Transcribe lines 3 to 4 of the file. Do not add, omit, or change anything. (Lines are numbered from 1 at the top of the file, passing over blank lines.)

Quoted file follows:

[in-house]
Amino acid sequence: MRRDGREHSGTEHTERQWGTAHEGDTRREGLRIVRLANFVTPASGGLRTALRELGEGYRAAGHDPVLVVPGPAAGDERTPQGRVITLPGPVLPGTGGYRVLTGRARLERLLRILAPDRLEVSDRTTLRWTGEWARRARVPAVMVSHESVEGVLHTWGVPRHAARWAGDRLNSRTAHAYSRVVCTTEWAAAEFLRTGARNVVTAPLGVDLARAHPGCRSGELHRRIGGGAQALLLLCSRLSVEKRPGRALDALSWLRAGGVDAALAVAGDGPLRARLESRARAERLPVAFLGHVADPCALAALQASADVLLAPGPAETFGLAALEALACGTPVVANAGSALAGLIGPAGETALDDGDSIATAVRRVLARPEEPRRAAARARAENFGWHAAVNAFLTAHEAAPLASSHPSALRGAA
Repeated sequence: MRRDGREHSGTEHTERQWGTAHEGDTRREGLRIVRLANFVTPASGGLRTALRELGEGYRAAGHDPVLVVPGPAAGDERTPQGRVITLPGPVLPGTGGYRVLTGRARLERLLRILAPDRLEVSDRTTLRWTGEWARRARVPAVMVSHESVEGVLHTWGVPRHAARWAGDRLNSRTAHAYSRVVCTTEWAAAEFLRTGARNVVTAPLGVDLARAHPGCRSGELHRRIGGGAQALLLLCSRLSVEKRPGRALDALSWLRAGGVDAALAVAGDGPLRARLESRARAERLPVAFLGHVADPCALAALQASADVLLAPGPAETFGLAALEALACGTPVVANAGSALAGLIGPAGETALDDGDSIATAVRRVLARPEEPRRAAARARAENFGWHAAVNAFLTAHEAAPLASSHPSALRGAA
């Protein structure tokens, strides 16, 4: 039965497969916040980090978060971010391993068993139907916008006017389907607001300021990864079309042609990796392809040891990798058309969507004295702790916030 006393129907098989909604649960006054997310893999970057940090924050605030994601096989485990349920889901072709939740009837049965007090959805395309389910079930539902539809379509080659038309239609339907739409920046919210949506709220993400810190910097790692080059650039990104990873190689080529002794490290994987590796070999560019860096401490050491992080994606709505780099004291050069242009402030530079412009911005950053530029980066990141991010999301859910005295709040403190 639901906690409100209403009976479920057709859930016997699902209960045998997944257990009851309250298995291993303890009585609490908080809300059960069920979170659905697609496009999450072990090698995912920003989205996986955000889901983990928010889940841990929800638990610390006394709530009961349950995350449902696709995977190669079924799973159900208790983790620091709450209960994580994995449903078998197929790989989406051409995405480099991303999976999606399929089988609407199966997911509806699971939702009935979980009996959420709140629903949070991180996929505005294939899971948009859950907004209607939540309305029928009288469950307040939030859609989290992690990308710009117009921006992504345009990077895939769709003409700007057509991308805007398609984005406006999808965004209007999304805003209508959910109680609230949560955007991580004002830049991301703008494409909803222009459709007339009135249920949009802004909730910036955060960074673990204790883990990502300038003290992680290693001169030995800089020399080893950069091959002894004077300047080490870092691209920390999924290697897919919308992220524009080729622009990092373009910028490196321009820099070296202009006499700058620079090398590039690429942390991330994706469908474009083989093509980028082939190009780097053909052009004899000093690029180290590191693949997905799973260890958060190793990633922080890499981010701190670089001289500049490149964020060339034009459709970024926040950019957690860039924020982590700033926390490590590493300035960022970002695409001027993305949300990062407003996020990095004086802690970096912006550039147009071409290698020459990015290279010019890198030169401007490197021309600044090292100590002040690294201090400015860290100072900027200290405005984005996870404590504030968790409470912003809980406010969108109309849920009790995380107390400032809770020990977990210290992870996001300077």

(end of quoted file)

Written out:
Repeated sequence: MRRDGREHSGTEHTERQWGTAHEGDTRREGLRIVRLANFVTPASGGLRTALRELGEGYRAAGHDPVLVVPGPAAGDERTPQGRVITLPGPVLPGTGGYRVLTGRARLERLLRILAPDRLEVSDRTTLRWTGEWARRARVPAVMVSHESVEGVLHTWGVPRHAARWAGDRLNSRTAHAYSRVVCTTEWAAAEFLRTGARNVVTAPLGVDLARAHPGCRSGELHRRIGGGAQALLLLCSRLSVEKRPGRALDALSWLRAGGVDAALAVAGDGPLRARLESRARAERLPVAFLGHVADPCALAALQASADVLLAPGPAETFGLAALEALACGTPVVANAGSALAGLIGPAGETALDDGDSIATAVRRVLARPEEPRRAAARARAENFGWHAAVNAFLTAHEAAPLASSHPSALRGAA
């Protein structure tokens, strides 16, 4: 039965497969916040980090978060971010391993068993139907916008006017389907607001300021990864079309042609990796392809040891990798058309969507004295702790916030 006393129907098989909604649960006054997310893999970057940090924050605030994601096989485990349920889901072709939740009837049965007090959805395309389910079930539902539809379509080659038309239609339907739409920046919210949506709220993400810190910097790692080059650039990104990873190689080529002794490290994987590796070999560019860096401490050491992080994606709505780099004291050069242009402030530079412009911005950053530029980066990141991010999301859910005295709040403190 639901906690409100209403009976479920057709859930016997699902209960045998997944257990009851309250298995291993303890009585609490908080809300059960069920979170659905697609496009999450072990090698995912920003989205996986955000889901983990928010889940841990929800638990610390006394709530009961349950995350449902696709995977190669079924799973159900208790983790620091709450209960994580994995449903078998197929790989989406051409995405480099991303999976999606399929089988609407199966997911509806699971939702009935979980009996959420709140629903949070991180996929505005294939899971948009859950907004209607939540309305029928009288469950307040939030859609989290992690990308710009117009921006992504345009990077895939769709003409700007057509991308805007398609984005406006999808965004209007999304805003209508959910109680609230949560955007991580004002830049991301703008494409909803222009459709007339009135249920949009802004909730910036955060960074673990204790883990990502300038003290992680290693001169030995800089020399080893950069091959002894004077300047080490870092691209920390999924290697897919919308992220524009080729622009990092373009910028490196321009820099070296202009006499700058620079090398590039690429942390991330994706469908474009083989093509980028082939190009780097053909052009004899000093690029180290590191693949997905799973260890958060190793990633922080890499981010701190670089001289500049490149964020060339034009459709970024926040950019957690860039924020982590700033926390490590590493300035960022970002695409001027993305949300990062407003996020990095004086802690970096912006550039147009071409290698020459990015290279010019890198030169401007490197021309600044090292100590002040690294201090400015860290100072900027200290405005984005996870404590504030968790409470912003809980406010969108109309849920009790995380107390400032809770020990977990210290992870996001300077």